Hot Flash Research Tool for Broad Population Research Studies

Award Information
Agency: Department of Health and Human Services
Branch: N/A
Contract: 2R44EB006013-02A2
Agency Tracking Number: EB006013
Amount: $754,728.00
Phase: Phase II
Program: SBIR
Awards Year: 2010
Solicitation Year: 2010
Solicitation Topic Code: NIBIB
Solicitation Number: PHS2010-2
Small Business Information
DUNS: 927303412
HUBZone Owned: N
Woman Owned: N
Socially and Economically Disadvantaged: N
Principal Investigator
 (763) 463-4814
Business Contact
Phone: (763) 463-4814
Research Institution
DESCRIPTION (provided by applicant): This work is focused on exploring the physiological processes and therapies associated with hot flashes. The project proposes to develop a tool for use by researchers studying hot flashes in broad population research studies. Hot flashes are experienced by approximately 80 percent of American women between the ages of 45 and 54 and are a significant concern during menopause. Typically expressed as a period of intense heat with sweating, flushing and rapid heartbeat, episodes usually last from five to ten minutes, but have been reported to last as long as an hour. These events frequently occur at night, and may be repeated anywhere from a few times per week to dozens of times per day. No longer relegated simply to women reaching the end of their child bearing years, hot flashes now affect breast cancer survivors, women with chemotherapy-induced ovarian failure, oopherectomized women, women being treated for endometriosis or infertility with gonadotropin- releasing hormone (GnRH) agonists such as Lupron, and men with prostate cancer undergoing androgen deprivation therapy (ADT). Hot flashes are often disruptive and unpleasant, with broad overall health consequences affecting work responsibilities, social activities, sleep, etc. The fundamental physiological triggering mechanisms of hot flashes are not well understood although hot flash therapies are an area of active research often including large therapy trials in broad populations. These studies require an objective measure of the hot flash phenomenon that optimally correlates with self-reported diary data, is specific to hot flashes, and is accurate under ambulatory conditions. PUBLIC HEALTH RELEVANCE: The proposed project develops technology for researchers studying hot flashes in men and women.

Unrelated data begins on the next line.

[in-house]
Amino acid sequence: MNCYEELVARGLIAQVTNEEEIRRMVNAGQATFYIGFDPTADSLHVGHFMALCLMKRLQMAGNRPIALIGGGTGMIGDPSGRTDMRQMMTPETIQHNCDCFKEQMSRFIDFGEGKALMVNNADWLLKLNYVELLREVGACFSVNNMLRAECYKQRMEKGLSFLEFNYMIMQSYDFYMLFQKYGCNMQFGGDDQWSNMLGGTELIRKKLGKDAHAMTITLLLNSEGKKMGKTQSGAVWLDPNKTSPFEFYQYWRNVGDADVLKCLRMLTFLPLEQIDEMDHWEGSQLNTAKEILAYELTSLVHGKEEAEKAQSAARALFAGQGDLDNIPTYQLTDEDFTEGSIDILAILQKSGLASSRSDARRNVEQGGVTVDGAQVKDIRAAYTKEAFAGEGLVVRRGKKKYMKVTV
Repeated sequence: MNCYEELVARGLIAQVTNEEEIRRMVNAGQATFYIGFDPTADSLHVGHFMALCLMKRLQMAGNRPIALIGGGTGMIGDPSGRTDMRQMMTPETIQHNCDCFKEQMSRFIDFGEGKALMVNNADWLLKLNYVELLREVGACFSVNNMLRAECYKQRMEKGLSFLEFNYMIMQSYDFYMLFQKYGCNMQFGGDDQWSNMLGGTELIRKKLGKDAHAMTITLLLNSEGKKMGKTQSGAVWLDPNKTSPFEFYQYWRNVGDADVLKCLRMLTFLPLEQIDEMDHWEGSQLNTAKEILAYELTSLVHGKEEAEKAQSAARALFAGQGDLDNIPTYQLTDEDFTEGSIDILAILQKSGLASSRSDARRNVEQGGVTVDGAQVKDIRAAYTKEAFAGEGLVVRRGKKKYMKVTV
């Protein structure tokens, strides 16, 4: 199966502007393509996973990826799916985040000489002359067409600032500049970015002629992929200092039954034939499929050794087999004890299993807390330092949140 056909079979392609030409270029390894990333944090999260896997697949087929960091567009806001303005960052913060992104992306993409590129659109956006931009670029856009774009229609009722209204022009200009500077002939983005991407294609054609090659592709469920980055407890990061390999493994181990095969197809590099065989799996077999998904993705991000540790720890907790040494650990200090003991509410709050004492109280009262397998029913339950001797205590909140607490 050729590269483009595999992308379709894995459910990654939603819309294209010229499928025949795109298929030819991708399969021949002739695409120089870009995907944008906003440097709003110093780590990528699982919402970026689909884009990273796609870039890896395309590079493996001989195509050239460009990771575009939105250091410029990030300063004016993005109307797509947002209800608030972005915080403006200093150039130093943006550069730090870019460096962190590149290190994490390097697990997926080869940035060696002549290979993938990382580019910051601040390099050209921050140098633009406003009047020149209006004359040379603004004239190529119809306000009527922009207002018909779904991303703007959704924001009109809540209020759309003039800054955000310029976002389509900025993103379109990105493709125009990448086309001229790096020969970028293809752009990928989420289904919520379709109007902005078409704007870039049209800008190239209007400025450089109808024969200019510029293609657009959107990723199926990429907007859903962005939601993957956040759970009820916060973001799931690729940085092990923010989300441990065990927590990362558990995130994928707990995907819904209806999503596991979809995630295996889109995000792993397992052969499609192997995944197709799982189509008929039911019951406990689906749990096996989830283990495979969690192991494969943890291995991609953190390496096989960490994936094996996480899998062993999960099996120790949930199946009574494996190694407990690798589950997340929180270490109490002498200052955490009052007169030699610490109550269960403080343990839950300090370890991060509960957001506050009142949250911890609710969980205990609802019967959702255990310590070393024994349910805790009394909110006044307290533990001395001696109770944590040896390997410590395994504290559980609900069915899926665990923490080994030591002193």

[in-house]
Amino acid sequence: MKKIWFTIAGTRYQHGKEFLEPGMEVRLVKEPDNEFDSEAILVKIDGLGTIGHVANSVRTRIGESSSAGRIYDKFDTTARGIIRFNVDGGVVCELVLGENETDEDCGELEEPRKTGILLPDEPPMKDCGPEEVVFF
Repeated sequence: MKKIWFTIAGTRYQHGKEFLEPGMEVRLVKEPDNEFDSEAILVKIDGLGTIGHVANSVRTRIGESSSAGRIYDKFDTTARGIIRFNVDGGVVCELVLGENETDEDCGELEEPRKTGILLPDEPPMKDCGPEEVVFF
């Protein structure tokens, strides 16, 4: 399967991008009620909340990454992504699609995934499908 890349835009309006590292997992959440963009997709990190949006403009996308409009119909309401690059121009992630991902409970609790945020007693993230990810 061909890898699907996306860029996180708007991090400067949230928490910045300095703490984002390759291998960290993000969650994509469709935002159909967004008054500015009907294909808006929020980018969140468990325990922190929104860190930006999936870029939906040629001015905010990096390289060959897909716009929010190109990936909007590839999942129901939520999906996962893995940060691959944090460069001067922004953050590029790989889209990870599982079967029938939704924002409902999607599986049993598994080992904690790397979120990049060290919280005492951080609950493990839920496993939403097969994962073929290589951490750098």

* Information listed above is at the time of submission. *

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